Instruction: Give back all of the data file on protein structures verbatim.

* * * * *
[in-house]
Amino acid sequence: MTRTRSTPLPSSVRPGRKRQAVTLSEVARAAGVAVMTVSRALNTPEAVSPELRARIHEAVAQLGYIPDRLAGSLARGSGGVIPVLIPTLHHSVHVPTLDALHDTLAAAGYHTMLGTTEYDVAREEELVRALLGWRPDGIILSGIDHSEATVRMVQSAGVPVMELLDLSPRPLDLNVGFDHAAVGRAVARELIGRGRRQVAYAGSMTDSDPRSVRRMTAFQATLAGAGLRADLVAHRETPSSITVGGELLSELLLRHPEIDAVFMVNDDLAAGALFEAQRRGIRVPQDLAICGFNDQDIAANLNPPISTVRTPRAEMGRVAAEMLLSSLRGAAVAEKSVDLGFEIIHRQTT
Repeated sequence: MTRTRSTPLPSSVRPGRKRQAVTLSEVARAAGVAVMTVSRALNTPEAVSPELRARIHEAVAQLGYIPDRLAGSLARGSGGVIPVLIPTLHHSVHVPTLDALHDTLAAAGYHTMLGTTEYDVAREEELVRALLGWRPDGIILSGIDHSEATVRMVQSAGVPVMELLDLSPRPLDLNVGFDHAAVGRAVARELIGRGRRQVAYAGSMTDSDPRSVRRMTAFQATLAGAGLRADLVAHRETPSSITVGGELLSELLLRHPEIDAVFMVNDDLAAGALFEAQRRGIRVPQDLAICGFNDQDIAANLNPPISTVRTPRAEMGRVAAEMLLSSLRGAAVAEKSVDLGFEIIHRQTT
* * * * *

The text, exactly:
[in-house]
Amino acid sequence: MTRTRSTPLPSSVRPGRKRQAVTLSEVARAAGVAVMTVSRALNTPEAVSPELRARIHEAVAQLGYIPDRLAGSLARGSGGVIPVLIPTLHHSVHVPTLDALHDTLAAAGYHTMLGTTEYDVAREEELVRALLGWRPDGIILSGIDHSEATVRMVQSAGVPVMELLDLSPRPLDLNVGFDHAAVGRAVARELIGRGRRQVAYAGSMTDSDPRSVRRMTAFQATLAGAGLRADLVAHRETPSSITVGGELLSELLLRHPEIDAVFMVNDDLAAGALFEAQRRGIRVPQDLAICGFNDQDIAANLNPPISTVRTPRAEMGRVAAEMLLSSLRGAAVAEKSVDLGFEIIHRQTT
Repeated sequence: MTRTRSTPLPSSVRPGRKRQAVTLSEVARAAGVAVMTVSRALNTPEAVSPELRARIHEAVAQLGYIPDRLAGSLARGSGGVIPVLIPTLHHSVHVPTLDALHDTLAAAGYHTMLGTTEYDVAREEELVRALLGWRPDGIILSGIDHSEATVRMVQSAGVPVMELLDLSPRPLDLNVGFDHAAVGRAVARELIGRGRRQVAYAGSMTDSDPRSVRRMTAFQATLAGAGLRADLVAHRETPSSITVGGELLSELLLRHPEIDAVFMVNDDLAAGALFEAQRRGIRVPQDLAICGFNDQDIAANLNPPISTVRTPRAEMGRVAAEMLLSSLRGAAVAEKSVDLGFEIIHRQTT